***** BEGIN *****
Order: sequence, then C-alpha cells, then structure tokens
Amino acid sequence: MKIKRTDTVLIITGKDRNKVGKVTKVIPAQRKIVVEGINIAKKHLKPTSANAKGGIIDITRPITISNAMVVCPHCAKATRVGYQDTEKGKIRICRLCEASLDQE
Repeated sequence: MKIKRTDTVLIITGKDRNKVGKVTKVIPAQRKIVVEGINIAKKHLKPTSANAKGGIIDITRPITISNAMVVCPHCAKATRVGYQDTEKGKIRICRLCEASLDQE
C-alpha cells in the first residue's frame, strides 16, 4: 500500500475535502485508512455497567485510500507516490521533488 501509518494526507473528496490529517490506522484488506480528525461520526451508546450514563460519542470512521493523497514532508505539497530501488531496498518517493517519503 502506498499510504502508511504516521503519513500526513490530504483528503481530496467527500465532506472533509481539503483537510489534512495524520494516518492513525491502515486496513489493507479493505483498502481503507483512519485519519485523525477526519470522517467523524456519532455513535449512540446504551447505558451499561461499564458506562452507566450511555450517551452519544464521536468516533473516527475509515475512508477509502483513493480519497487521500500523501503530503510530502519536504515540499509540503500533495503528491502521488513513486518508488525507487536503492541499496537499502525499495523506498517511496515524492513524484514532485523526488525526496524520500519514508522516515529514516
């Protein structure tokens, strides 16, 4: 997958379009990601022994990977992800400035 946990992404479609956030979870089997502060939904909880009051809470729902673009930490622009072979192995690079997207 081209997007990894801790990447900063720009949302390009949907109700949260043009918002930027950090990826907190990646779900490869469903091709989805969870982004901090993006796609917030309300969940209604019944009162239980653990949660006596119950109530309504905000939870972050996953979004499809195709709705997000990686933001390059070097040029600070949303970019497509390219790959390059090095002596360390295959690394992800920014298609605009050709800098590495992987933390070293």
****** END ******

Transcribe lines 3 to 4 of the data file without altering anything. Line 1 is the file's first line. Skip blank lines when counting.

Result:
Repeated sequence: MKIKRTDTVLIITGKDRNKVGKVTKVIPAQRKIVVEGINIAKKHLKPTSANAKGGIIDITRPITISNAMVVCPHCAKATRVGYQDTEKGKIRICRLCEASLDQE
C-alpha cells in the first residue's frame, strides 16, 4: 500500500475535502485508512455497567485510500507516490521533488 501509518494526507473528496490529517490506522484488506480528525461520526451508546450514563460519542470512521493523497514532508505539497530501488531496498518517493517519503 502506498499510504502508511504516521503519513500526513490530504483528503481530496467527500465532506472533509481539503483537510489534512495524520494516518492513525491502515486496513489493507479493505483498502481503507483512519485519519485523525477526519470522517467523524456519532455513535449512540446504551447505558451499561461499564458506562452507566450511555450517551452519544464521536468516533473516527475509515475512508477509502483513493480519497487521500500523501503530503510530502519536504515540499509540503500533495503528491502521488513513486518508488525507487536503492541499496537499502525499495523506498517511496515524492513524484514532485523526488525526496524520500519514508522516515529514516